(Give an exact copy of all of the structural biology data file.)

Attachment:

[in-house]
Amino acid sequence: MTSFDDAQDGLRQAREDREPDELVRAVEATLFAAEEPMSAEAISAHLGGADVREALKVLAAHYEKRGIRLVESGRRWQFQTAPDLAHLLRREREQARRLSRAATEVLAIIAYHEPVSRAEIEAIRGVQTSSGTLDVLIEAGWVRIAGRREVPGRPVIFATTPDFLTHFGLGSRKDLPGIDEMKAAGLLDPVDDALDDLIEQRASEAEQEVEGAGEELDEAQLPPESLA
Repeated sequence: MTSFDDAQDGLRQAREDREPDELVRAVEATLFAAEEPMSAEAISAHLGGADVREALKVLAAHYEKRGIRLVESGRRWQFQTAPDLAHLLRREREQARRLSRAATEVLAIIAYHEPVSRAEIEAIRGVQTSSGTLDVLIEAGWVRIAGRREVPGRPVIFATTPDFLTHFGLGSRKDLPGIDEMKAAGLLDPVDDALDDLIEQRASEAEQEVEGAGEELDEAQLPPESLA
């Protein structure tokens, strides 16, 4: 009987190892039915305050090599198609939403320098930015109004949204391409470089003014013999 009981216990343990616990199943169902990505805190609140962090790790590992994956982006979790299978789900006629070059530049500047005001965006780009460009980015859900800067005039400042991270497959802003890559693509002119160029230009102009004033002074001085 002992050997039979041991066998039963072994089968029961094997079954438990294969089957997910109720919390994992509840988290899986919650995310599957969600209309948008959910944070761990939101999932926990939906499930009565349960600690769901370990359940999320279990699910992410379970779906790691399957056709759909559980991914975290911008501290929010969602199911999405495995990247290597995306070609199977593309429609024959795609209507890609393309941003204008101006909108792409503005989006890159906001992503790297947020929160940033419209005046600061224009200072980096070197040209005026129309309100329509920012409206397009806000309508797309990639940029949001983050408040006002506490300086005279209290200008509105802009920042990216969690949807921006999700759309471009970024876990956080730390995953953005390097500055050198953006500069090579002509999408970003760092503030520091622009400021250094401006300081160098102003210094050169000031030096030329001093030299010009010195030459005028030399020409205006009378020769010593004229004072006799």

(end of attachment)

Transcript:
[in-house]
Amino acid sequence: MTSFDDAQDGLRQAREDREPDELVRAVEATLFAAEEPMSAEAISAHLGGADVREALKVLAAHYEKRGIRLVESGRRWQFQTAPDLAHLLRREREQARRLSRAATEVLAIIAYHEPVSRAEIEAIRGVQTSSGTLDVLIEAGWVRIAGRREVPGRPVIFATTPDFLTHFGLGSRKDLPGIDEMKAAGLLDPVDDALDDLIEQRASEAEQEVEGAGEELDEAQLPPESLA
Repeated sequence: MTSFDDAQDGLRQAREDREPDELVRAVEATLFAAEEPMSAEAISAHLGGADVREALKVLAAHYEKRGIRLVESGRRWQFQTAPDLAHLLRREREQARRLSRAATEVLAIIAYHEPVSRAEIEAIRGVQTSSGTLDVLIEAGWVRIAGRREVPGRPVIFATTPDFLTHFGLGSRKDLPGIDEMKAAGLLDPVDDALDDLIEQRASEAEQEVEGAGEELDEAQLPPESLA
């Protein structure tokens, strides 16, 4: 009987190892039915305050090599198609939403320098930015109004949204391409470089003014013999 009981216990343990616990199943169902990505805190609140962090790790590992994956982006979790299978789900006629070059530049500047005001965006780009460009980015859900800067005039400042991270497959802003890559693509002119160029230009102009004033002074001085 002992050997039979041991066998039963072994089968029961094997079954438990294969089957997910109720919390994992509840988290899986919650995310599957969600209309948008959910944070761990939101999932926990939906499930009565349960600690769901370990359940999320279990699910992410379970779906790691399957056709759909559980991914975290911008501290929010969602199911999405495995990247290597995306070609199977593309429609024959795609209507890609393309941003204008101006909108792409503005989006890159906001992503790297947020929160940033419209005046600061224009200072980096070197040209005026129309309100329509920012409206397009806000309508797309990639940029949001983050408040006002506490300086005279209290200008509105802009920042990216969690949807921006999700759309471009970024876990956080730390995953953005390097500055050198953006500069090579002509999408970003760092503030520091622009400021250094401006300081160098102003210094050169000031030096030329001093030299010009010195030459005028030399020409205006009378020769010593004229004072006799």